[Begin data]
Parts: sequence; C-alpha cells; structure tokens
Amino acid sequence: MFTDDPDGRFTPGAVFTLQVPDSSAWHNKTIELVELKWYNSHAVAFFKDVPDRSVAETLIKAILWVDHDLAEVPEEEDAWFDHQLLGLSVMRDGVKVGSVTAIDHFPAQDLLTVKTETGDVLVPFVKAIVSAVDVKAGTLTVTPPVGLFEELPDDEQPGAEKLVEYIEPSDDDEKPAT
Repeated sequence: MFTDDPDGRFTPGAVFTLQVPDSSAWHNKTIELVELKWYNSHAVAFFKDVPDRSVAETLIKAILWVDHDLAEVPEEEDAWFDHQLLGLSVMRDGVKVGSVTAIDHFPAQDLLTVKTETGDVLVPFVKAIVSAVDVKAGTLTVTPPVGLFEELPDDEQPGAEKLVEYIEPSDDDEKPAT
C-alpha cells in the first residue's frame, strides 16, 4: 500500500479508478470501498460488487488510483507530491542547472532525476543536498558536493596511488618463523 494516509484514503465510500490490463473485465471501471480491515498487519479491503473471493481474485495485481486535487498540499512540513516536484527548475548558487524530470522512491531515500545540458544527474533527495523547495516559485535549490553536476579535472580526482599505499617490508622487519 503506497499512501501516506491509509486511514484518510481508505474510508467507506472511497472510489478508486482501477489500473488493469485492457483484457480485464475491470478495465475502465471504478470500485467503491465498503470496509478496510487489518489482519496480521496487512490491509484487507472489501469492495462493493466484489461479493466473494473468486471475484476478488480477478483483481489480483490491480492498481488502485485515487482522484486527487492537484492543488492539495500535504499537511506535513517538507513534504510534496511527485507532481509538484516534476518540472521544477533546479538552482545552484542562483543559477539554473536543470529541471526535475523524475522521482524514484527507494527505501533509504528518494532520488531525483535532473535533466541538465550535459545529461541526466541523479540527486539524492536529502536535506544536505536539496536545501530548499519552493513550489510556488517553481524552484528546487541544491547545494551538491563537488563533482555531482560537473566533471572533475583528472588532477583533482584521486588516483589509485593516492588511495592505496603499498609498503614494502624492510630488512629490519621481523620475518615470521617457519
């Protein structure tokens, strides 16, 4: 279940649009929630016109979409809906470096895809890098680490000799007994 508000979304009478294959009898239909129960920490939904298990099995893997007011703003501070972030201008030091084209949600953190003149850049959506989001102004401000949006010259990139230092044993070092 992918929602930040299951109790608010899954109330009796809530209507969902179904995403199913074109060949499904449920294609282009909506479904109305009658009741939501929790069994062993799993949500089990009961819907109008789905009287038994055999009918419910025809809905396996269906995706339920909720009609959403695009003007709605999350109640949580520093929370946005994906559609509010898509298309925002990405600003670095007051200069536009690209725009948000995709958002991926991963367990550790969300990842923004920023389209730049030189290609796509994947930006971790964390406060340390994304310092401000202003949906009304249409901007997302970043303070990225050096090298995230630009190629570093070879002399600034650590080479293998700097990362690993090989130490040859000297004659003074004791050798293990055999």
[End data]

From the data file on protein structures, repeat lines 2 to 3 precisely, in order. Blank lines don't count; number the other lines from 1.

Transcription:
Amino acid sequence: MFTDDPDGRFTPGAVFTLQVPDSSAWHNKTIELVELKWYNSHAVAFFKDVPDRSVAETLIKAILWVDHDLAEVPEEEDAWFDHQLLGLSVMRDGVKVGSVTAIDHFPAQDLLTVKTETGDVLVPFVKAIVSAVDVKAGTLTVTPPVGLFEELPDDEQPGAEKLVEYIEPSDDDEKPAT
Repeated sequence: MFTDDPDGRFTPGAVFTLQVPDSSAWHNKTIELVELKWYNSHAVAFFKDVPDRSVAETLIKAILWVDHDLAEVPEEEDAWFDHQLLGLSVMRDGVKVGSVTAIDHFPAQDLLTVKTETGDVLVPFVKAIVSAVDVKAGTLTVTPPVGLFEELPDDEQPGAEKLVEYIEPSDDDEKPAT